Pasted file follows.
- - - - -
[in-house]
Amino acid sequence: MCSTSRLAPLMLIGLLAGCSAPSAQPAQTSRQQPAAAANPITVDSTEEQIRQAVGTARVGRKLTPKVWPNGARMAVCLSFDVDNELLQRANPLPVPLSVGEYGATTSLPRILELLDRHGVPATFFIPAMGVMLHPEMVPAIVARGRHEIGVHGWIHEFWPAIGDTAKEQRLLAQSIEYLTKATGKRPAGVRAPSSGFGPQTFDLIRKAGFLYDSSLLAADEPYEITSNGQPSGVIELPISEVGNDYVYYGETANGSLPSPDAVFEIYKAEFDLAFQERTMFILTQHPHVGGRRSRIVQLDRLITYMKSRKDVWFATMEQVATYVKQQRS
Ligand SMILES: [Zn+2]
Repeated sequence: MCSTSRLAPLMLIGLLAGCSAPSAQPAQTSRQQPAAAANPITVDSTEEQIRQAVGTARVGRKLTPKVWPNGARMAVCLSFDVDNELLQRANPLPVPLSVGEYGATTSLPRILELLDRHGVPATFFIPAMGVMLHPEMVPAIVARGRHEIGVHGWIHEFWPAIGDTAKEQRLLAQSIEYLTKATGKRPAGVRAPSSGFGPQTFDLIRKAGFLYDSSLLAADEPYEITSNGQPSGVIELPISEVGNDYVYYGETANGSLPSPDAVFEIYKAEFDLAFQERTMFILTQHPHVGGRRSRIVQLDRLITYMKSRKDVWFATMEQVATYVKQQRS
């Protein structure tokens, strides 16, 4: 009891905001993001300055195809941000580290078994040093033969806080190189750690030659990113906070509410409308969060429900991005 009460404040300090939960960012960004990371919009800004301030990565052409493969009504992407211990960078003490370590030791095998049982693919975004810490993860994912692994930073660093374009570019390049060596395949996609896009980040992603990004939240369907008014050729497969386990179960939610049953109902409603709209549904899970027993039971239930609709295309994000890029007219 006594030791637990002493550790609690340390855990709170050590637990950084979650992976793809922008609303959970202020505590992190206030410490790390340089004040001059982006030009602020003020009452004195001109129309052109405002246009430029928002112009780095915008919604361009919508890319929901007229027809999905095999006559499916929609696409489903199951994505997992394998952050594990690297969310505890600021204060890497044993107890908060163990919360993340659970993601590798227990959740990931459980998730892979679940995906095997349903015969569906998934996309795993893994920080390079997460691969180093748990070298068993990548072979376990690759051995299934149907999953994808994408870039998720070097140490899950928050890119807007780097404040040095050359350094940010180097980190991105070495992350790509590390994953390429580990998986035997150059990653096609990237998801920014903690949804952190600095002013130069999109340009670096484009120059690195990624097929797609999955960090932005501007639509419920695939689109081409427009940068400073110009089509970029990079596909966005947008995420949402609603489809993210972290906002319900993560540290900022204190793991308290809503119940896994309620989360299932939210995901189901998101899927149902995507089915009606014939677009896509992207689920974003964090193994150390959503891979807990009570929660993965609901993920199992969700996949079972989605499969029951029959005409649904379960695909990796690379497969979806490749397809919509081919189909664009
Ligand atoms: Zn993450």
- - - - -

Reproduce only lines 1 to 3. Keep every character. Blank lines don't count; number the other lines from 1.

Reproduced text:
[in-house]
Amino acid sequence: MCSTSRLAPLMLIGLLAGCSAPSAQPAQTSRQQPAAAANPITVDSTEEQIRQAVGTARVGRKLTPKVWPNGARMAVCLSFDVDNELLQRANPLPVPLSVGEYGATTSLPRILELLDRHGVPATFFIPAMGVMLHPEMVPAIVARGRHEIGVHGWIHEFWPAIGDTAKEQRLLAQSIEYLTKATGKRPAGVRAPSSGFGPQTFDLIRKAGFLYDSSLLAADEPYEITSNGQPSGVIELPISEVGNDYVYYGETANGSLPSPDAVFEIYKAEFDLAFQERTMFILTQHPHVGGRRSRIVQLDRLITYMKSRKDVWFATMEQVATYVKQQRS
Ligand SMILES: [Zn+2]